CEDAR PARK, Texas (KXAN) — Cedar Park will have a new mayor after the May 7 election.
Jim Penniman-Morin, Mike Guevara and Claudia Chavez are all running for the open seat after incumbent mayor Corbin Van Arsdale announced he would not seek reelection.
Penniman-Morin, a current council member and business attorney, said his goal is to continue as a great place to live, work and grow a business.
“I think we’ve got a good thing going and we should keep it that way,” Penniman-Morin said.
He said his lifelong experiences, including becoming an Eagle Scout, serving in Iraq and Afghanistan and working as a tech startup lawyer, has taught him how to work with people of all backgrounds and perspectives to unite the city.
“That’s the beauty of local government, it doesn’t need to be about one side or the other. It’s about all of us moving forward together,”
Guevara, a former Cedar Park council member and an attorney for 15 other municipalities, said one of his goals is sustainable development since the city is mostly built out with few remaining properties left. He said sustainable development means making sure the developers are bringing in more resources than they are using.
“Those things need to be looked at so that we make sure that 25 years from now, 40 years from now that development is sustainable within the city,” Guevara said.
As a Cedar Park business owner himself, Guevara said he also wants Cedar Park to continue in a pro-business direction.
“They give so much to the community. They create jobs. The people that work here are going to shop here, they’re going to eat here, and that boosts our retail businesses that are in town,” Guevara said.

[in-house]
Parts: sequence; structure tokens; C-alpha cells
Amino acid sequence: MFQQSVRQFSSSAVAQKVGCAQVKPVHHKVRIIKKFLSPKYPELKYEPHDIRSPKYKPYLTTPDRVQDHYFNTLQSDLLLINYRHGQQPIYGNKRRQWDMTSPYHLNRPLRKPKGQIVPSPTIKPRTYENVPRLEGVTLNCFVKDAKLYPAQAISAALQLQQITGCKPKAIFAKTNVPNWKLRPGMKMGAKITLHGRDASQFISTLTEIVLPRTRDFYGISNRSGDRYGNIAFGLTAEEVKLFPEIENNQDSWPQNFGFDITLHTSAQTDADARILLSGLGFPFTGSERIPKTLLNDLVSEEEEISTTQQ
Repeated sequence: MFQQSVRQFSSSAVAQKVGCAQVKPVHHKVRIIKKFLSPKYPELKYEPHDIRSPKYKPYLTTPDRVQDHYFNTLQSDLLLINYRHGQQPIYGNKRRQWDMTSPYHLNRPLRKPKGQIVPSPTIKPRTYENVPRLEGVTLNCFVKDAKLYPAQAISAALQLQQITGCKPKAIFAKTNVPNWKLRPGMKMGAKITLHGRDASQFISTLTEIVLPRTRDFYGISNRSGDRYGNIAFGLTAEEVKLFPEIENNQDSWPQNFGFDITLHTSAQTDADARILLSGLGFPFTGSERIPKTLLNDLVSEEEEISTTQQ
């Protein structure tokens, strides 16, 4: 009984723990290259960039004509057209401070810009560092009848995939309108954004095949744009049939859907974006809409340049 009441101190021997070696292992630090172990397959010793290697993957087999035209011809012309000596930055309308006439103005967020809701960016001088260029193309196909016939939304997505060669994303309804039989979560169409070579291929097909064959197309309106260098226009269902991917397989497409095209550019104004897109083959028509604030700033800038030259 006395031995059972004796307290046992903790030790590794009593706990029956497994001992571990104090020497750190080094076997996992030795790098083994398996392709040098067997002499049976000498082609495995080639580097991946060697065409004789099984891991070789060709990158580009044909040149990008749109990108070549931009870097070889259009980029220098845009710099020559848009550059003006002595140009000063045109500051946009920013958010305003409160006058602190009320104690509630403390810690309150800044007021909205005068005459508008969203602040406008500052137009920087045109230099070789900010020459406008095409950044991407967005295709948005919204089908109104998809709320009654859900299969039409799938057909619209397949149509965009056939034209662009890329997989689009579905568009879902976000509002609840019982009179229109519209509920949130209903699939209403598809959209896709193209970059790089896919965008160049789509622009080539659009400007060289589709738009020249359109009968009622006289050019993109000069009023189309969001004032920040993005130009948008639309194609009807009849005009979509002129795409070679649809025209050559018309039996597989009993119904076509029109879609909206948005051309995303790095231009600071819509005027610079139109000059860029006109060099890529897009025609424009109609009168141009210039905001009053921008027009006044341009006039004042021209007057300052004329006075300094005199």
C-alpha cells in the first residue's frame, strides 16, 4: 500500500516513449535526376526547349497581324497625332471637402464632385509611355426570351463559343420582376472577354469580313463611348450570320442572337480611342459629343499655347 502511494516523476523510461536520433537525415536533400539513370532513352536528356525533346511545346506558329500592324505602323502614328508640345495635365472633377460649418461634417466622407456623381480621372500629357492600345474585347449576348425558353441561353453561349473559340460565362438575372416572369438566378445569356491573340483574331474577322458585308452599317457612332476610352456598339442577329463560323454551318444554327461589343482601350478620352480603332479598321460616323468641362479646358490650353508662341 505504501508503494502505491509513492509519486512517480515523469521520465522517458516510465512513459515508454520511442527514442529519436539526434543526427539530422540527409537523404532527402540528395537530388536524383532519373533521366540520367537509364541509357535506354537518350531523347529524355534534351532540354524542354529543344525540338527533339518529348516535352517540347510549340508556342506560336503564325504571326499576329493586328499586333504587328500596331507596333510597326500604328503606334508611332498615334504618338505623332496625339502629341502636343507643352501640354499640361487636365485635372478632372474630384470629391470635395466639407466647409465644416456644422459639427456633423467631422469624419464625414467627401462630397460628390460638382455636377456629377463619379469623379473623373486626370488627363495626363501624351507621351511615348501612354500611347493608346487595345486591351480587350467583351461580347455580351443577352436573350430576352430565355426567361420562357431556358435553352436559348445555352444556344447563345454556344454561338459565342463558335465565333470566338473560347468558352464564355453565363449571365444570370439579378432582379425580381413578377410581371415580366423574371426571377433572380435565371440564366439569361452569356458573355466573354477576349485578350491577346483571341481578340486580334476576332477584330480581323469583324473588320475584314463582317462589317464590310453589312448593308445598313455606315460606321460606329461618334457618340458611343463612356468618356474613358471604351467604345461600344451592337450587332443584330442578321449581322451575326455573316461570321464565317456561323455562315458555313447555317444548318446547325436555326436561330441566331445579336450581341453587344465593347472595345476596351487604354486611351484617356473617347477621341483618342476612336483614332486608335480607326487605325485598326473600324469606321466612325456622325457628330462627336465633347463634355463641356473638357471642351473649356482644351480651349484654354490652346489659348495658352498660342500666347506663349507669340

Chavez, a homeschool teacher, said one of her goals is to reduce taxes as much as possible for Cedar Park residents to prevent families from being taxed out of their homes. Chavez and her husband, who is a former council member also running for council, have lived in Cedar Park for almost 15 years, she said.
“When candidates are actually elected, they talk a big game about wanting to reduce taxes,” Chavez said. “But when push comes to shove and the time comes, they rarely do it.”
Mixed bond opinions
The three candidates have varying thoughts on the $158.8 million bond program that Cedar Park voters will see on their May 7 ballots.
Guevara said he is supportive of bonds because they are “very open and transparent.” Guevara works as an attorney for 15 other municipalities
“This is something that the voters can decide. ‘Do you want to see the transportation package? Do you want to see the park package? Do you want to see the emergency service package?’ he said. “They can vote against all three, for all three, or mix and match.”
Penniman-Morin, who voted for calling the bond program, said approval of the three propositions would allow the city to keep up with infrastructure.
“We worked really hard to have a modest bond package and make sure we weren’t asking for too much because we want to be respectful of our residents’ concerns around tax rates,” Penniman-Morin said.
Chavez also said she is against any future city and school district bond elections. She said paying for these types of projects out of pocket would be a better option.
“Our property taxes have gone through the roof. So let’s try to…actually do a lot of cutting back on spending, living within our means to make sure that people aren’t taxed out of their homes,” Chavez said.
Cedar Park voters will also pick council members for Place 2, 4 and 6 on city council. Early voting began April 25 and ends May 3. Election Day is May 7 with voting times from 7 a.m. to 7 p.m.